Objective: The role of physician experience and patient volumes on the outcome of surgical or endovascular procedures has been well-studied but there are limited data on how these factors affect the outcome of medical therapy.
Methods: In the stenting and medical cohorts of the Stenting and Aggressive Medical Management for the Prevention of Recurrent Ischemic Stroke (SAMMPRIS) trial, we compared Kaplan-Meier (K-M) curves for the primary endpoint (any stroke or death within 30 days of enrollment or ischemic stroke in the territory beyond 30 days) using the log-rank test and the percentages of patients achieving target levels for primary and secondary risk factors during the study using Fisher exact test between patients at high-enrolling (≥12 patients) vs low-enrolling (<12 patients) sites.
Results: In the stenting group, the K-M curves for the primary endpoint were similar at high-enrolling sites and low-enrolling sites (p = 0.93) with rates of 13.5% vs 14.7% at 30 days and 19.0% vs 20.6% at 2 years. In the medical group, the K-M curves differed between high-enrolling sites and low-enrolling sites (p = 0.0005) with rates of 1.8% vs 9.8% at 30 days and 7.3% vs 20.9% at 2 years. The percentages of patients who achieved targets for low-density lipoprotein cholesterol and systolic blood pressure at high- vs low-enrolling sites in both treatment groups combined were 64% vs 49% (p = 0.003) and 70% vs 59% (p = 0.026), respectively.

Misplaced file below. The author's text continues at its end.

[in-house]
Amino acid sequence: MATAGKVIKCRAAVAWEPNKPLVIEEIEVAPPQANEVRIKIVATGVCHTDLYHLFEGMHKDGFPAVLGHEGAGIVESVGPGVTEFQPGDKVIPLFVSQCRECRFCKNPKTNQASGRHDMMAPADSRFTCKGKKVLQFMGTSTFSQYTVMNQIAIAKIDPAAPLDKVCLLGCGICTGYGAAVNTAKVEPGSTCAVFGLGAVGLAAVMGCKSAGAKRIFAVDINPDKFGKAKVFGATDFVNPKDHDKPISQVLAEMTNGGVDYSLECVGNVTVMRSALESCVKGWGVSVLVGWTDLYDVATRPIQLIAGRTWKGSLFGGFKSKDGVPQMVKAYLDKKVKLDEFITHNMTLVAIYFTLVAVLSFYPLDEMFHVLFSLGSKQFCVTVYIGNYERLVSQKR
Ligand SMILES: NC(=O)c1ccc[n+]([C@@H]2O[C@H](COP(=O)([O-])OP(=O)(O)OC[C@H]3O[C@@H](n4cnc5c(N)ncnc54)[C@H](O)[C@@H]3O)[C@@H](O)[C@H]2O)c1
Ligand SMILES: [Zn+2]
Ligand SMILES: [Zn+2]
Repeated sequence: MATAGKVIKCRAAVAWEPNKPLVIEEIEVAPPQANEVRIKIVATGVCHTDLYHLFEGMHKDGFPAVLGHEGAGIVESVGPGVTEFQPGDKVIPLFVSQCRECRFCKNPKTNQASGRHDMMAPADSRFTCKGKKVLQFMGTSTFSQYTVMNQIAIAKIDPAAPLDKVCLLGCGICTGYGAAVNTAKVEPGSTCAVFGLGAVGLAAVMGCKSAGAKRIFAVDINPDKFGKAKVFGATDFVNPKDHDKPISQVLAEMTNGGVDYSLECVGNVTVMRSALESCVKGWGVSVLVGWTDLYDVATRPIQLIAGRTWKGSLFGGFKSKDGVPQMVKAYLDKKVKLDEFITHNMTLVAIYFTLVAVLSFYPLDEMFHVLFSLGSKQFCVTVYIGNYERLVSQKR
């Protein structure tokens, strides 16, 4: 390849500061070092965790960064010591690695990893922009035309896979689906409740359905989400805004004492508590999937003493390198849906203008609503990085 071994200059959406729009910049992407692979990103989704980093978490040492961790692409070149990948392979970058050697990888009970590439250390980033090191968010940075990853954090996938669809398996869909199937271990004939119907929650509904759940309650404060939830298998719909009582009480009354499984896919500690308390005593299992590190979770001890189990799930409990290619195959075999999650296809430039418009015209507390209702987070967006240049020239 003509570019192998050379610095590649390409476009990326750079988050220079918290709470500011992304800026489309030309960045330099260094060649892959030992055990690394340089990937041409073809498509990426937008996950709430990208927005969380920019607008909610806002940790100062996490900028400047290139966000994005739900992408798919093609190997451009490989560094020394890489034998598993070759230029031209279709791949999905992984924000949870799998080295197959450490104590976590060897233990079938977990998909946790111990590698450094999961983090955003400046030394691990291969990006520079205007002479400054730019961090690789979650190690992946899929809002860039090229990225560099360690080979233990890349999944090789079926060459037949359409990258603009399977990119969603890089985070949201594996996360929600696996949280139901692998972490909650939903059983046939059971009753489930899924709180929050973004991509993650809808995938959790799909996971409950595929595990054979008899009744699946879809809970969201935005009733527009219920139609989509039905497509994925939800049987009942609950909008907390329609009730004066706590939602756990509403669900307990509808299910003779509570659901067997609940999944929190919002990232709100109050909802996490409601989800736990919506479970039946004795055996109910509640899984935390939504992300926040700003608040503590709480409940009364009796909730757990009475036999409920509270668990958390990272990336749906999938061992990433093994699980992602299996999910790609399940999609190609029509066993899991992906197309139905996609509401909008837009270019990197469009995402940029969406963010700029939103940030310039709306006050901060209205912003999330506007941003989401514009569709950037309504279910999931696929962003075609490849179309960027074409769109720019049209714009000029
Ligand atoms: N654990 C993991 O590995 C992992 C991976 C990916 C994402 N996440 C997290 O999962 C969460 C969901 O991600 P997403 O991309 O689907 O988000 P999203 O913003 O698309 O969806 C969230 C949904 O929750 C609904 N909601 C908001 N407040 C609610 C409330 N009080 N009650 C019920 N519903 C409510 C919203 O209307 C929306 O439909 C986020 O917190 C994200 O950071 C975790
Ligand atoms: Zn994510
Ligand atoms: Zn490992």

Conclusions: High-enrolling sites in SAMMPRIS achieved better control of primary risk factors and much lower rates of the primary endpoint than low-enrolling sites in the medical group, suggesting that experience with medical management is an important determinant of patient outcome.
© 2015 American Academy of Neurology.